Plymouth Congregational Church

1881 - Present

  1881 - Fargo was an enterprising town of some 3,000 people and the future seemed bright with promise so a group of energetic men of New England parentage reared in the Congregational fellowship organized into First Church on November the 2nd.

1882 -1883 - Rev. O. C. Clark, who was the pastor of the First Church, decided it was worthwhile to start a new church in north Fargo. He left First Church in the spring of 1882 and a parcel of land was purchased on the corner of Ninth Street and Ninth Avenue North. A small chapel was then erected and a sunrise prayer meeting was held on January 1st in the newly designated Plymouth Chapel.

1884-1885 - During the winter, the Rev. William Ewing moved the chapel to Broadway between Eighth and Ninth Avenue.  Plymouth Church was formally organized on April 28, 1885,  with a charter membership of twenty. The name Plymouth remained due to the ties the founding members had with the Pilgrims and Puritans that came from Massachusetts.

1890 - On July 7th, a terrific wind storm almost completely destroyed the Plymouth Chapel.

1908 - Under the leadership of Rev. George Bascom, a new chapel was erected and dedicated on December 7th which served as the home of Plymouth Church until the fall of 1924.

1919 -During the pastorate of Rev. Eugene C. Ford, a new site was purchased, where Plymouth Congregational now stands. 

1923-1927 - In January of 1923, Rev. Edwin P. Baker appointed a building committee and proceeded in developing this site. By September of 1924, the work was sufficiently advanced in order to permit worship services in the basement.  In the summer of 1925, Rev. Harold G. Jones came to Plymouth and a new building drive was launched which allowed the project to continue in the summer of 1926 which was completed and thus dedicated by Dr. Carl Patton on January 9, 1927.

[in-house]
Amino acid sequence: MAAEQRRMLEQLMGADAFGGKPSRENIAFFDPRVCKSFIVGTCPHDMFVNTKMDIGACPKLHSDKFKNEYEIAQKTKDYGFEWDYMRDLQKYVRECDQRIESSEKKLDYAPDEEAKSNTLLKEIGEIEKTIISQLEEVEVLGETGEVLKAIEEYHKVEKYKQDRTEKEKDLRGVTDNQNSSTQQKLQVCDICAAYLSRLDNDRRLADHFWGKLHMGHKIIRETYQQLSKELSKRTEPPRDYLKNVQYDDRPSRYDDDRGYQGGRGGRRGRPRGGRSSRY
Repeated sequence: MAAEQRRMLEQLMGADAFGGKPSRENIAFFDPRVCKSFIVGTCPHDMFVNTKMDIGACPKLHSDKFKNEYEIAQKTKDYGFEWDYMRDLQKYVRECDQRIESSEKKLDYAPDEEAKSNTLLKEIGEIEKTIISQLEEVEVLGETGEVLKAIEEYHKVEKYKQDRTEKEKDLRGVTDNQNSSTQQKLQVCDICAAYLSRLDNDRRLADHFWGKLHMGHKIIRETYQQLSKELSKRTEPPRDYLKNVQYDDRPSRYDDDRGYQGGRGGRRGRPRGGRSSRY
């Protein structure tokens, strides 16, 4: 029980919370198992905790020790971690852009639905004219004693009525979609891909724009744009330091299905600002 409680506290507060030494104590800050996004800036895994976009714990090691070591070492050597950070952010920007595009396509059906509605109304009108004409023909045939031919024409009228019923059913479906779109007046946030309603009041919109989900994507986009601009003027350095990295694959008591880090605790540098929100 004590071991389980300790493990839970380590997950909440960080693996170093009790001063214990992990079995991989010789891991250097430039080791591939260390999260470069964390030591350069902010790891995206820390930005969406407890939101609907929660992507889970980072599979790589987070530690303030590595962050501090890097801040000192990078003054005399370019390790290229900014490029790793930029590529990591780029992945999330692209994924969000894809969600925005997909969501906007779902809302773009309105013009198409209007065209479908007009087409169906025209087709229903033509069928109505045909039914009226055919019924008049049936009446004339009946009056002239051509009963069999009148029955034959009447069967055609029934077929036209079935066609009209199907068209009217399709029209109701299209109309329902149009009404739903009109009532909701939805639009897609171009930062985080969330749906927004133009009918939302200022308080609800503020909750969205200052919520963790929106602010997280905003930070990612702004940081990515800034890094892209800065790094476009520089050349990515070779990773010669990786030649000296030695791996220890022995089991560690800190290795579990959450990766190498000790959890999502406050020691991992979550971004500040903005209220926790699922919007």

1927-1928 - In October of 1927, the beautiful windows in the chancel were dedicated in the memory of Dr. E. H. Stickney, and the following year, under the direction of Rev. V. Conard, the memorial windows on the south wall of the sanctuary were thus dedicated. Membership at this time was 301, and a second service was added on for Sunday morning worship. 

1931 - Stressing Congregational freedom and continuing reformation, the Congregational and Christian Churches united to form the Congregational Christian Churches

1934 - The German Reformed and the Evangelical Synod, stressing liberty of conscious and authority of the Scriptures, as well as their common German heritage, united to form the Evangelical and Reformed Churches

1957 - Cleveland, Ohio, the Evangelical and Reformed Church, 23 years old, passionate in its impulse to unity, committed to "liberty of conscience inherent in the Gospel," and the Congregational Christian Churches, 26 years old, a fellowship of biblical people under a mutual covenant for responsible freedom in Christ, joined together as the United Church of Christ.

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